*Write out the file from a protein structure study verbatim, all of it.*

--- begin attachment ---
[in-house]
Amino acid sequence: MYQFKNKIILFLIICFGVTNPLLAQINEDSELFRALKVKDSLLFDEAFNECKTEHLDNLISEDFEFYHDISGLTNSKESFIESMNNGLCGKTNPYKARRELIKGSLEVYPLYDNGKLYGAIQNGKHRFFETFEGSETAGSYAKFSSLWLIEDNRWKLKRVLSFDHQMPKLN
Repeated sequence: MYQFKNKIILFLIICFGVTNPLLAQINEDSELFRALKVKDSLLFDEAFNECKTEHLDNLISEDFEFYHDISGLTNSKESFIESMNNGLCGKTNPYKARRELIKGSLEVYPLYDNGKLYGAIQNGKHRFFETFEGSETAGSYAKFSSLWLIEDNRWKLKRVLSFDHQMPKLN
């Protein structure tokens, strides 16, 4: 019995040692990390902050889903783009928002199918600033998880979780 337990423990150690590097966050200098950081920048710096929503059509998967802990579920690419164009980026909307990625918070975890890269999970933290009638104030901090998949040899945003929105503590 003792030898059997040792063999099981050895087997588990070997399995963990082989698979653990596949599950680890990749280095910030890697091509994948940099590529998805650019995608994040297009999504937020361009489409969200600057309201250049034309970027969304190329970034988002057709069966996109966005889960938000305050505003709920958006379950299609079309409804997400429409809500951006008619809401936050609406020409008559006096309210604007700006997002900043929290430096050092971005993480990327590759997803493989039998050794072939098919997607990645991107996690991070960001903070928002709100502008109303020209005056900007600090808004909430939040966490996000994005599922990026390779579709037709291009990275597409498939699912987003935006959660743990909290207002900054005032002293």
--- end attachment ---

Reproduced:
[in-house]
Amino acid sequence: MYQFKNKIILFLIICFGVTNPLLAQINEDSELFRALKVKDSLLFDEAFNECKTEHLDNLISEDFEFYHDISGLTNSKESFIESMNNGLCGKTNPYKARRELIKGSLEVYPLYDNGKLYGAIQNGKHRFFETFEGSETAGSYAKFSSLWLIEDNRWKLKRVLSFDHQMPKLN
Repeated sequence: MYQFKNKIILFLIICFGVTNPLLAQINEDSELFRALKVKDSLLFDEAFNECKTEHLDNLISEDFEFYHDISGLTNSKESFIESMNNGLCGKTNPYKARRELIKGSLEVYPLYDNGKLYGAIQNGKHRFFETFEGSETAGSYAKFSSLWLIEDNRWKLKRVLSFDHQMPKLN
């Protein structure tokens, strides 16, 4: 019995040692990390902050889903783009928002199918600033998880979780 337990423990150690590097966050200098950081920048710096929503059509998967802990579920690419164009980026909307990625918070975890890269999970933290009638104030901090998949040899945003929105503590 003792030898059997040792063999099981050895087997588990070997399995963990082989698979653990596949599950680890990749280095910030890697091509994948940099590529998805650019995608994040297009999504937020361009489409969200600057309201250049034309970027969304190329970034988002057709069966996109966005889960938000305050505003709920958006379950299609079309409804997400429409809500951006008619809401936050609406020409008559006096309210604007700006997002900043929290430096050092971005993480990327590759997803493989039998050794072939098919997607990645991107996690991070960001903070928002709100502008109303020209005056900007600090808004909430939040966490996000994005599922990026390779579709037709291009990275597409498939699912987003935006959660743990909290207002900054005032002293």